This collection addresses whether ethicists, like authorities in other fields, can speak as experts in their subject matter. Though ethics consultation is a growing practice in medical contexts, there remain difficult questions about the role of ethicists in professional decision-making. Contributors examine the nature and plausibility of moral expertise, the relationship between character and expertise, the nature and limits of moral authority, how one might become a moral expert, and the trustworthiness of moral testimony. This volume engages with the growing literature in these debates and offers new perspectives from both academics and practitioners. The readings will be of particular interest to bioethicists, clinicians, ethics committees, and students of social epistemology. These new essays promise to advance discussions in the professionalization and accreditation of ethics consultation.
In this unique study, Jean-Pierre Clero examines medical ethics from a philosophical perspective. Based on the thoughts of great philosophers, he develops a theory of medical ethics that focuses on the values of intimacy.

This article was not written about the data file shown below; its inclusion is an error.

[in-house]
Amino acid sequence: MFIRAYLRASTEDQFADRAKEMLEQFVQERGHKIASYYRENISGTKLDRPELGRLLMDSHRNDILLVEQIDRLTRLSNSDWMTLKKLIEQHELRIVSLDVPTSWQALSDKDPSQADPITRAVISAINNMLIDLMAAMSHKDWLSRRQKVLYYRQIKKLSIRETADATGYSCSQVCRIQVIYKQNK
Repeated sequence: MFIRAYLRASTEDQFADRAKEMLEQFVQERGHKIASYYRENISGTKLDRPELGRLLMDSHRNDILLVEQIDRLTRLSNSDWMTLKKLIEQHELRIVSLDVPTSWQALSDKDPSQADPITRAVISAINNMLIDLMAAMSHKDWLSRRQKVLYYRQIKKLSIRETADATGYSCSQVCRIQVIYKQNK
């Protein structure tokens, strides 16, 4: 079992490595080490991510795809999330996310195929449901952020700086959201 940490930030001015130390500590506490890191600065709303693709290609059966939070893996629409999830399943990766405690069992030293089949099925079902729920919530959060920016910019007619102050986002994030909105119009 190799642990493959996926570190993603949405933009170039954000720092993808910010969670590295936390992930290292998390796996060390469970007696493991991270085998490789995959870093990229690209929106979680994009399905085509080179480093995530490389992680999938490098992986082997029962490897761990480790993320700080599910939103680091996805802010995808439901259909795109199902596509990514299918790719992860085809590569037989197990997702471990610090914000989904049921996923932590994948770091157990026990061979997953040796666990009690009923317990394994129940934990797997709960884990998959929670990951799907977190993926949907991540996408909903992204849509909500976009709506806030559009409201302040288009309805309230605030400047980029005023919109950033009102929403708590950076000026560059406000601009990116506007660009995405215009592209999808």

BMC Medical Ethics is an open access journal publishing original peer-reviewed research articles in relation to the ethical aspects of biomedical research and clinical practice, including professional choices and conduct, medical technologies, healthcare systems and health policies.
Uniquely positioned at the intersection of medical and bioethics, philosophy of medicine, and medical humanities, the journal provides a forum for exploring and addressing how new developments in biomedicine foster philosophical, ethical and social issues, questions and possible solutions. The ethos of the journal acknowledges the importance of both obtaining new facts, tools and capabilities in medicine, and of engaging new ways of thinking about and expressing the meanings and effects of these emerging developments.
This bimonthly publication explores the shared themes and concerns of philosophy and the medical sciences. Central issues in medical research and practice have important philosophical dimensions, for, in treating disease and promoting health, medicine involves presuppositions about human goals and values. Conversely, the concerns of philosophy often significantly relate to those of medicine, as philosophers seek to understand the nature of medical knowledge and the human condition in the modern world. In addition, recent developments in medical technology and treatment create moral problems that raise important philosophical questions. The Journal of Medicine and Philosophy aims to provide an ongoing forum for the discussion of such themes and issues.